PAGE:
INTRODUCTION Testing has never been more important in textile industry than at present, with the increasing accent and premium on high quality products, whether it is for domestic markets or export trade Textile testing is carried out in fibre, yarn, fabric and sometimes in garment stage. There are numerous testing techniques in use throughout the textile industry. For any technique selection of a sample to be tested is very important

The selection of small quantity of material to be tested is known as sampling. As textile testing is both time consuming and destructive in nature in many cases, it is necessary that we select samples for conducting tests for various quality characteristics

Sampling Procedure:
Since only a small sample from a lot is tested for estimating the properties of the lot, it is essential that the sample so drawn should be truly representative of the lot. In the Textile Industry, sampling of cotton has to be carried out at three distinct stages 1. Bulk Samples 2. Basic Samples 3. Laboratory samples

Bulk Sample: Sampling taken from the Bales B u When a large no. of bales of cotton belonging to a variety l is purchased, a few bales may be chosen at random as k representing the bulk. Bulk Size (Bales) Up to 50 51-100 101-150 151-300 Sample size (Bales) 2 4 7 13

Basic Sample: Basic sample is prepared from the chosen bales Draw handful of cotton from different places of the bales so that a representative sample is drawn. These tufts of fibres may be mixed up thoroughly to form a homogenous sample. Finally homogenous samples prepared from all the bales are pooled together to form one representative sample of the Whole bulk. The total quantity of sample prepared should be about 1 Kg.

Laboratory sample: The final sample on which the tests are to be carried out is called the laboratory sample which is drawn from the Basic sample. The basic sample is divided in to 32 equal parts and small tufts of fibres are drawn from each part to form a small sample weighing 200 to 500mg. The sample so drawn is opened and drafted several times to form a representative sample for performing laboratory tests like fibres length, fineness and maturity.

Accuracy of the test data: The accuracy of the test data depends on the no. of tests carried out. The no. of tests required for each property and the Reliability of the mean so obtained in terms of Critical Differences are calculated as given in the table: Type of Test Effective length Mean length Micronaire value Fibre Strength Maturiry No. of test 2patterns/sample 2patterns/sample 4 plugs/sample 10 breaks/sample 600 fibres /sample CD% Instrument 4 4 6 5 7 Baer Sorter Baer Sorter Micronaire Stelometer or Pressly Microscope

Example: Data of span length of two types of cotton Cotton A - 35mm Cotton B - 31mm Difference between A &B = 4mm The CD = % of the mean of A&B Mean of A&B = 35+31 = 33mm 2 CD % = 33 x 4 = 1.32mm 100 Since the CD of Cotton A (4mm) is greater than the CD of 1.32mm, Cotton A is longer than Cotton B.

Testing Atmosphere: As many of the important properties of a textile fibre are influenced by the ambient atmospheric conditions, the following standard atmosphere is adopted for testing textile materials: 65% + 2% Relative Humidity and 27o C + 2o C Temperature The sample should be conditioned at least for 18 to 24 hours before commencing the test.

Interpretation and application of fibre test results: The test results need to be interpreted properly and by applying those the properties of its products i.e yarn or fabrics should be predicted or controlled. The benefits of proper application of test results are: 8. The cost of the product can be minimised 9. With proper selection of fibres the yarn properties can be engineered 11. Consistent yarn and fabric quality can be maintained 12. Proper process parameters can be selected to obtain optimum quality of products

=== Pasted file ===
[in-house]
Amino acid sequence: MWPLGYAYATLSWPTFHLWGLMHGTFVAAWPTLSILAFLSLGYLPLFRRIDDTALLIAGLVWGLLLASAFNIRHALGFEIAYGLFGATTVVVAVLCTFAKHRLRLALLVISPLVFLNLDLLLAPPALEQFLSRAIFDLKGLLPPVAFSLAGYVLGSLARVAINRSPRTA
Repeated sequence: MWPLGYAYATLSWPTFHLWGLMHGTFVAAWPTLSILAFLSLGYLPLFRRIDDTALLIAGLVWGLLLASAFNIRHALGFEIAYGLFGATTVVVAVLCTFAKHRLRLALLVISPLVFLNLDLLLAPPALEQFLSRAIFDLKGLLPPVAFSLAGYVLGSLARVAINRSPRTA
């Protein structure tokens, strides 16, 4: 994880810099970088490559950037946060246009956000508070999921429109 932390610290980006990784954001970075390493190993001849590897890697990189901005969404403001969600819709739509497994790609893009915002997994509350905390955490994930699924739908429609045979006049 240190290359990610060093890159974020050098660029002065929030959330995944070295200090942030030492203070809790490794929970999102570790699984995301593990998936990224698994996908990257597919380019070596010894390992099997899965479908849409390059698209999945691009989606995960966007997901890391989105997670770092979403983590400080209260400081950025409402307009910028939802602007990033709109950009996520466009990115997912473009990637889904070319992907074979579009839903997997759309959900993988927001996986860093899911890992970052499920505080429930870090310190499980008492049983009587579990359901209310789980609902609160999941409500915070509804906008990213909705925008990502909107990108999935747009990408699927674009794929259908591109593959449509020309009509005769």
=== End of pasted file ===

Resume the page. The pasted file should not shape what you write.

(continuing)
FQI: Fibre Quality Index: For cotton fibre properties an index combining most important properties is being used frequently. This index is termed as Fibre Quality Index (FQI), which is given by FQI = LSM f Where L=50% span length in mm S= Fibre Bundle strength tested on HVI expressed in g/tex M = Maturity ration measured by Shirley FMT f = Fibre fineness (maicronaire value)

Important tests for Fibre Properties: • Fibre length • Fibre Strength • Fibre Fineness • Fibre Maturity • Moisture content • Neps • Trash Content

FIBRE LENGTH Length of staple fibre is one of the most important characteristics. The length and finess are sometimes related in natural fibres whereas for man made fibres, length and fineness can be controlled separately. The cut length of manmade fibres is often influenced by the Fibre length of natural fibres.

The measurement of natural fibres is a task as there is a greater variation in the length of different types of same material and even within the same type. The properties of cotton fibre vary •for different varieties of cotton •for different growth areas • for different climatic conditions • from year to year

Measurement of individual fibre length: A representative sample is taken and the individual fibre length is measured. These values are arranged accordingly and the mean & coefficient of variation are calculated. This method is mainly used for the man made staple fibres as the variation in length is not much. The fibres are straightened and placed on an oil plate and the individual length of fibres (around 300-500) is measured

Stapling Method: (Group of fibres) An earlier method used by classers to make a rough estimate of staple length With the right hand a layer of fibres are drawn from the cotton held in the left hand. The same operation is repeated 4-5 times and the layers of fibres are placed one on top of each other on a black velvet board. Block off the ends of the fibres with a cotton stapling rule so as to indicate the length of the bulk of fibres and distance between the blocked off ends is measured

Combsorter Method: This is the method in which distribution of different length groups of fibres, can be judged visually and numerically. It is much less laborious than single fibre method but gives a fairly accurate measurement when followed properly. In this method, a cotton sample of around 15gm is chosen to represent the bulk. Generally in 15gm of cotton there are around 3000 hairs.

The instruments used are

1. Baer sorter 2. Comb sorter Where, the working principle is the same for both. The instrument consists of a bed of 9 bottom combs and 8 top combs which control the fibres and enable the sample to be fractionalised in to length groups The hairs are pulled down from the tufts by means of grip, the longest first, the combs being successively dropped as required and combed, straightened and laid down on velvet pad with the straight edge against the marked line.